Eric

  26. Ben says:

    I would put the debut of the Boeing 737 as one of greatest moments of aviation history. Whatever your opinion is on the 737, it’s hard to underestimate the impact the 737 has had on the global aviation industry being the best selling jet airliner in history. The plane has been in production for almost 50 years and makes up a quarter of the global commercial airline fleet.

    • Patrick says:

      A reasonable argument, but in some ways this is like saying that the debut of McDonald’s was one of the greatest moments in culinary history.

      • Ben says:

        You’re Mcdonalds analogy is perfect for the Boeing 737 when it is the favorite aircraft of choice low cost carriers around the world. A great deal of the 737’s stogy reputation probably stems from this.

      • Vinnie says:

        Pat, I agree with you about the 737. I remember when it came out, it floundered for many years almost to extinction. It was not until the fuel crises that this “smaller” plane became popular against the gas guzzling forerunners: 707, DC-8, DC-9, 727, 747 (case in point, the much cheaper 737 came out before the 747). The 737 was the a sleeper and was already in production, barely, when the fuel crises hit. Again, I had written you before, now that the 757 is out of production at 757-200, and Boeing has run out of the series with the 737-900, they should pick up with the next model (vs. the NEO) be designated 757-300 and up. At this point the 737 is virtually indistinguishable in size from the 757.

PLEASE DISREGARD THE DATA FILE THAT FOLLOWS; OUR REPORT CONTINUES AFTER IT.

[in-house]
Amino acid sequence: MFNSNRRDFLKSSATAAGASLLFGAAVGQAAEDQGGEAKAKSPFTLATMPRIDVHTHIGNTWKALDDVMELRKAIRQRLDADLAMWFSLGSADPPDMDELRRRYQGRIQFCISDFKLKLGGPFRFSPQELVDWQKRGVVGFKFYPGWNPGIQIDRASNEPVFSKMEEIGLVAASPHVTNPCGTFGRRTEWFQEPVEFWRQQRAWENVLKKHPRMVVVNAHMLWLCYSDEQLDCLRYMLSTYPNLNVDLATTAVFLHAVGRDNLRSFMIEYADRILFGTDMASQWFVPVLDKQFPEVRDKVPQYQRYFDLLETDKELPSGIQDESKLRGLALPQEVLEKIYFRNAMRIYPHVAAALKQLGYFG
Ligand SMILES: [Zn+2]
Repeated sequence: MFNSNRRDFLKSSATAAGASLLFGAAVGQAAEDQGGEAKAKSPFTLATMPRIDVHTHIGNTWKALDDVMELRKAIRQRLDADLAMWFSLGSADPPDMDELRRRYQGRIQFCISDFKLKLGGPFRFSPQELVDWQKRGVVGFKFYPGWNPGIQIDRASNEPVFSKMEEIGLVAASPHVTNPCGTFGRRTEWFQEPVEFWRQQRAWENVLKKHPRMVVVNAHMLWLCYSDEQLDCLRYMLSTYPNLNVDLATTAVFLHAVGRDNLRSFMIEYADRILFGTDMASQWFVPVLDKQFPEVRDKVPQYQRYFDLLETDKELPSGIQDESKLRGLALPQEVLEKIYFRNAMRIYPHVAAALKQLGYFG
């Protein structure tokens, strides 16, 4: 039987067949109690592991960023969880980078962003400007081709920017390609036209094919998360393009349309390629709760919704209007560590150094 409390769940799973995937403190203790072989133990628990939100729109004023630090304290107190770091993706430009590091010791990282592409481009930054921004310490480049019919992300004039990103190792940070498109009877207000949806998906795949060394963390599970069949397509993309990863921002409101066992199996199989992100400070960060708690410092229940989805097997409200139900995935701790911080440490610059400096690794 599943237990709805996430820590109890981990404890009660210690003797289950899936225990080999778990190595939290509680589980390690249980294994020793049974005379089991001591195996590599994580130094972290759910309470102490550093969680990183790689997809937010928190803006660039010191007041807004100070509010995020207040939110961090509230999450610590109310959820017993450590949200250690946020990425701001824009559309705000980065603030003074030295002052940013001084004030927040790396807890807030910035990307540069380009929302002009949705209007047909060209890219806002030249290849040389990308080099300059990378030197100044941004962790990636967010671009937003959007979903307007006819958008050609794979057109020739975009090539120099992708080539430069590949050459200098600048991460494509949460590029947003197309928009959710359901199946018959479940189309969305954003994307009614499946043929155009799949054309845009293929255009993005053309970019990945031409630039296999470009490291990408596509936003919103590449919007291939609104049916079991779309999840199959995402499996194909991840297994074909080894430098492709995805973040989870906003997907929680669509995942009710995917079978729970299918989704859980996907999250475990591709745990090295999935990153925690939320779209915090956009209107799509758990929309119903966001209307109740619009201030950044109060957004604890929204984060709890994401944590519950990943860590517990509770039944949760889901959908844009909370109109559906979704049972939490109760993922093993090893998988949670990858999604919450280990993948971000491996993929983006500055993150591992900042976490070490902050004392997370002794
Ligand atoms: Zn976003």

27. KenF says:

    I would rank the DC-3 ahead of the 747, as it was probably the start of practical commercial aviation. And I would also add the 727, which I believe opened up jet travel to smaller airports like Washington National.

    • Patrick says:

      I won’t argue the DC-3, but I’m not sure the 727 was all that significant — cool (and ubiquitous) a plane as it was.

      • Can’t argue with many of the comments – my father flew the DC-3 at the start of his career, for me the 747 was super special as I flew it a couple of months after the inaugural on my first trans-Atlantic trip, Pan Am 100 JFK-LHR – hated to see the spiral staircase go.

        Concorde a great experience but did not “change” aviation much, at least not yet. I do like the 727 as a workhorse smaller airport plane eventually replaced by the 737- I remember a comment early on about the flap extension being a “wing disassembly device”

        Did the 707 beat the DC-8? – thought they came out about the same time-similar impact on aviation as the first true jets

  28. Eirik says:

    Since you already mentioned Enola Gay, Im gonna go out on a limb and say the 4 flights of 9/11. Not a glamorous moment by no means, but the impact it had on aviation…well. We still see the aftermath and its not gonna stop anytime soon.